Learning Ktor — Quick and Dirty Scratch Notes

Photo by Mohammad Rahmani on Unsplash

I started studying Ktor as an introduction to learning server-side code, due to my familiarity with Kotlin. In order to not pigeonhole myself in the world of Kotlin though, I have since switched to Node.js as my backend language of choice. That, and the fact that Node.js has by far, more extensive use through-out the land.

Below are my scratch notes from my short, but sweet, study of Ktor. Due to that, they could easily be inaccurate or incorrect in someway. Feel free to leave a comment letting me know if such.

Here is the project I created following Ktor’s own Creating HTTP API tutorial.

Files

application.conf

  • Details for the server — with what specifics to create the server.
  • The server’s config file.
  • Port, middleware, etc.

application.kt

  • Initializes Netty (the engine).
  • This is the middleware that processes the incoming requests.
  • Declares the various routes you set-up

Study Notes

group

  • In build.gradle.kts
  • It defines the namespace of the produced artifact. Since we plan on deploying this to a server, it needs a namespace.
  • As oppose to in Android, where the namespace is set by the Manifest.

Gradle’s Application plugin

  • Allows you to execute a JVM executable app.
  • Makes it easy to do so locally during development.

Ktor VS Netty (Language VS Framework)

  • It’s like Kotlin and Android. Ktor is the language (Kotlin), while Netty is the framework (Android).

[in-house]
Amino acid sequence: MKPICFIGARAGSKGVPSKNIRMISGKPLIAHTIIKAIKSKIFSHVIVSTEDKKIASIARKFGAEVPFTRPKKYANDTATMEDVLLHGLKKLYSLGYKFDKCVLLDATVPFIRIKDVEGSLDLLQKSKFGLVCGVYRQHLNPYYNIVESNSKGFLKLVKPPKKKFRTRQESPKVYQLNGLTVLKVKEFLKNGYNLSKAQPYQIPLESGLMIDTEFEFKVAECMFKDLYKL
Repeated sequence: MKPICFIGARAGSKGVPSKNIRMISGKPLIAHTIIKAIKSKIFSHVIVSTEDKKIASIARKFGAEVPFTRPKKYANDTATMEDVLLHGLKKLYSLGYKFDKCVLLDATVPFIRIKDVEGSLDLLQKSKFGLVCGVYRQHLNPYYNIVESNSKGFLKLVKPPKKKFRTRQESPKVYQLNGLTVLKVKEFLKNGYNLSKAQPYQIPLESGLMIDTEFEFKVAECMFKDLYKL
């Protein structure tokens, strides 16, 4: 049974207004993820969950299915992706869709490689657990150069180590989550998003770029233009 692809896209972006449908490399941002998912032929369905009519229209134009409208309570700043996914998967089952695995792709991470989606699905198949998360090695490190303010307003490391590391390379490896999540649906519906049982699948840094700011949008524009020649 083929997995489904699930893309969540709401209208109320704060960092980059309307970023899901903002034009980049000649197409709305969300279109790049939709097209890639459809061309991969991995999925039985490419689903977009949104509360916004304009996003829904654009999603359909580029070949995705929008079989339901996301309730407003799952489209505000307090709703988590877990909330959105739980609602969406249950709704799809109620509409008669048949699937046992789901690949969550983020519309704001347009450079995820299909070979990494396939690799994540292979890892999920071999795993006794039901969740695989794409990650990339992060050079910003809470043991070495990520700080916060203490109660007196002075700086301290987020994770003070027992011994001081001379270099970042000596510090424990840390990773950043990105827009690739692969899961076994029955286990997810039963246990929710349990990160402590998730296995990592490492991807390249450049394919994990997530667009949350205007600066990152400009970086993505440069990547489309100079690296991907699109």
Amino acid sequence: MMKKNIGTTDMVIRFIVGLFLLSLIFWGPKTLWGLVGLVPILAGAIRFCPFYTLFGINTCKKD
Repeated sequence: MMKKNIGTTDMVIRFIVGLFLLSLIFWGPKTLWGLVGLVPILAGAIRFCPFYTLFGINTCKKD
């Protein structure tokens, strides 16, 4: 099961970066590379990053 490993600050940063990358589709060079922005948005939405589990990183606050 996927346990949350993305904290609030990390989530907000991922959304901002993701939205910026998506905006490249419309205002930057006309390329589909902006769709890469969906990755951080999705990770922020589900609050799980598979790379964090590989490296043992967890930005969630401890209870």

• A framework is a set of commonly used tools, ready for use — you don’t have to set them up every time you want to start a new project (e.g., RxJava).
  • Ktor/Kotlin, is the language you used to write the logic.
  • While Netty/Android, are the tools you need to use to actually do stuff (send/receive network calls, display GUI, etc.).
  • A framework invokes your code, unlike a library where you invoke the library. The framework executes your logic — inverse to a library, where your code executes the library.
  • Another way is like a car. The car itself is the framework (Netty), while you are the logic (Ktor).
  • Or like a game engine, your custom logic needs something that will run it. Your custom physics logic operates within a physic’s engine, not on its own. The physic engine drives the physics of you shooting the box, the custom logic the dev writes specifies how the devs wants the box to react. Like I said about frameworks being an inverse library, this physic engine calls your custom logic to know exactly how it should handle the bullet hitting the box. The engine dictates how the logic should be written — not the other way around.

Diagram: framework and language

  • Take this diagram.
  • The request comes in from the client, the initial acceptance of that request (e.g., authentication, the nitty gritty of how that all works, etc.) is handled by the framework.
  • The framework then passes off the parsed request to your custom logic.
  • The framework finally takes care of sending your formatted response back to the client.

ContentNegotiation

  • The client specifies what type of content (text, PDF, etc.) is best suited for the client.
  • So, for my simple program, it will be JSON.

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I’m a Java and Android app developer with a passion for writing programs that are clean, testable, and modular.

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David Precopia

David Precopia

I’m a Java and Android app developer with a passion for writing programs that are clean, testable, and modular.

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